My point is that the drive was properly installed, used within specifications, but went belly-up within 2 months. The drive was taken to an actual computer shop (a real one, not to some pimply-faced kid at Best Buy, et al), it was hooked up to a $1000+ drive diagnostic machine, where it was officially pronounced dead. It was only then was the decision made to try to swap the CBs.

(BTW, for those uninitiated in working on hardware, there is more work removing the HSF from a video card than the CB on a HDD.)

I think it's pretty pissy that WD chose to do this rather than fess up that one of their drives failed so soon. That's OK, as I said, I have more of this HDD, and all I have to do is to do a swap-a-roo.

Oh, and don't even get me started on HP (or Dell. Or Gateway. Or Sony...)!


What you don't understand is that at the time that you decided to swap the CP you voided your warranty. The right steps in this situation are: You make sure the drive is faulty (like you did), you get an RMA number from manufacturer, you send the faulty drive back with specific instructions for recovery, they send you a new drive back or the same repaired, with all your data on, intact if possible and at no cost! So your topic is misleading and maybe you should change your title.
April 27, 2007 2:59:33 AM

You improperly shut down the drive, it wasn't WD's fault...then you voided the warranty, and you're pissed because they won't honor a warranty for a drive YOU broke, then voided the warranty? Look, I don't doubt you know what you're doing, swaping out the PCB isn't that difficult, but WD doesn't know if you know what you're doing, for all they know you could have broken the PCB in the process of swaping them out for some other reason. Point being, they have a policy, you should have educated yourself on it beforehand. Sorry if I come off as being a jerk because I don't mean to be, but you can't hold them responsible for your error.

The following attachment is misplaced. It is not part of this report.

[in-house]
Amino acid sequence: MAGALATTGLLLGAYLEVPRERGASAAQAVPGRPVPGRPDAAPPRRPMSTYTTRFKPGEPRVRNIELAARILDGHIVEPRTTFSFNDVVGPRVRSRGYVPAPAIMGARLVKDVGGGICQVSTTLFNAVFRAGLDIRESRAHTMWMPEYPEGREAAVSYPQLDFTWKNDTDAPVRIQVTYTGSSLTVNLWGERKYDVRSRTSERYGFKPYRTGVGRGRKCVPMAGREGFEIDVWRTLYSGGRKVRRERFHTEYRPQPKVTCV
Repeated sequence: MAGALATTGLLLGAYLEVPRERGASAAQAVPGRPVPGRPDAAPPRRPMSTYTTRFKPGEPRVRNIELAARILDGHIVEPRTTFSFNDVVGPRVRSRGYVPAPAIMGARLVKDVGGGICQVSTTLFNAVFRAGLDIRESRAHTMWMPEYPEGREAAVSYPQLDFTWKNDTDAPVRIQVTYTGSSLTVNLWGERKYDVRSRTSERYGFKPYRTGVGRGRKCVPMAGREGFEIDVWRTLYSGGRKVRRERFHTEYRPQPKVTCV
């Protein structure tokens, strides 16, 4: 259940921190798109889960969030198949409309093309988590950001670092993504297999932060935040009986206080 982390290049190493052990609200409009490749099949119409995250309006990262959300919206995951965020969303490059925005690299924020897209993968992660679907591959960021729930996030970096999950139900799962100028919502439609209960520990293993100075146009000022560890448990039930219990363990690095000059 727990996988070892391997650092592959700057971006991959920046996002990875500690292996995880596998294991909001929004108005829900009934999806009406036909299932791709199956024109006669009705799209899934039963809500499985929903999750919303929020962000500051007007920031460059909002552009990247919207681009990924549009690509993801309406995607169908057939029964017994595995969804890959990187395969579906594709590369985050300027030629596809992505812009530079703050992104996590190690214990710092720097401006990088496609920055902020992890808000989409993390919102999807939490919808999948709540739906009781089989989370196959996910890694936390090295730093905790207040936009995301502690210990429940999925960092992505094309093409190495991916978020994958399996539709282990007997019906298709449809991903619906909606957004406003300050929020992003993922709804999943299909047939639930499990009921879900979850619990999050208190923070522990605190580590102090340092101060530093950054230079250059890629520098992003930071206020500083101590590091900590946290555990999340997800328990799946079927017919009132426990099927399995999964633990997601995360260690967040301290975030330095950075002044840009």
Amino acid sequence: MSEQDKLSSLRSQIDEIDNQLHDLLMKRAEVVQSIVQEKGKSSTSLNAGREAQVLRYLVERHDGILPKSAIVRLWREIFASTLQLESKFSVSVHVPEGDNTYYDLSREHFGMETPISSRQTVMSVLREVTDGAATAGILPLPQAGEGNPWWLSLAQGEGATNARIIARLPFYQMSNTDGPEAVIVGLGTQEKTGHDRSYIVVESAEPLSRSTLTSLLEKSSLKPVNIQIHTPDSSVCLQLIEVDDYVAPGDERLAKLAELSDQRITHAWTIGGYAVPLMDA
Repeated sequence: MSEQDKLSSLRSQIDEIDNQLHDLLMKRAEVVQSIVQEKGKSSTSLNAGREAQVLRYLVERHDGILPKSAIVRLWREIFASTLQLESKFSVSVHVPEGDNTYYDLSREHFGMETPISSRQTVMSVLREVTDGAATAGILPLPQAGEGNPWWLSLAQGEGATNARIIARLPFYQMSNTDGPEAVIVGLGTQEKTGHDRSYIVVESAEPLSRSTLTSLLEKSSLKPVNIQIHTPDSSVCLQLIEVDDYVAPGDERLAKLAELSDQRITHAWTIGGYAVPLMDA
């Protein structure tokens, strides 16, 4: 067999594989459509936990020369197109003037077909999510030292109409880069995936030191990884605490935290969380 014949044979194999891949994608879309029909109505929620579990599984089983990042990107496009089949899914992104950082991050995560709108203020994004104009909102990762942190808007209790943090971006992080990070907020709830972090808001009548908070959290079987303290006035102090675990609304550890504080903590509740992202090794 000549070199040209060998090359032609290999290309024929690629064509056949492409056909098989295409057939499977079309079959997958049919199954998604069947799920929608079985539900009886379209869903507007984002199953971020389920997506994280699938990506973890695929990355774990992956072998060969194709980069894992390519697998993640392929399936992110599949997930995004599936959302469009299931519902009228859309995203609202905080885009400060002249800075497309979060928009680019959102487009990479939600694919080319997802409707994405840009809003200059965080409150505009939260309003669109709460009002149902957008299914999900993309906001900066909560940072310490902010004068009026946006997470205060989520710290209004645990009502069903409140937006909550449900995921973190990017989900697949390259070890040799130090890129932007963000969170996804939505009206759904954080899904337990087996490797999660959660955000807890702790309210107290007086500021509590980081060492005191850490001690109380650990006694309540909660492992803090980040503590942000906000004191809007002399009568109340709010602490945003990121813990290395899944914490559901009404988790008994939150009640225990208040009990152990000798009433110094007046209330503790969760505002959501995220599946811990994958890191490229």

For the record, I have those exact model drives, just a different size, and I've hotswapped them on almost a daily basis from my backplane, with no issue at all.
April 27, 2007 3:05:44 AM

You're not being a jerk. You're just being blunt. Nothin' wrong with that. Too many pussy-footers in world, anyway :D 

Vista 32bit | Core 2 Duo E6600 | BFG GeForce 8800 GTX | Patriot EP 2X1GB PC2-8500 DDR2-1066 CL5-5-5-9| 3ware 9650SE-4LPML RAID Controller with BBU | 150GB Raptor x2 RAID 0 - OS | 150GB Raptor x2 RAID 0 - Data | 150GB Raptor - Swap/Backup | SB X-Fi XtremeGamer Fatal1ty Pro Series | Dell E207WFP & Samsung SyncMaster 213T | Asus Striker Extreme | PC Power & Cooling Turbo-Cool 1KW-SR | Silverstone Temjim TJ07 | Zalman CNPS9700 NT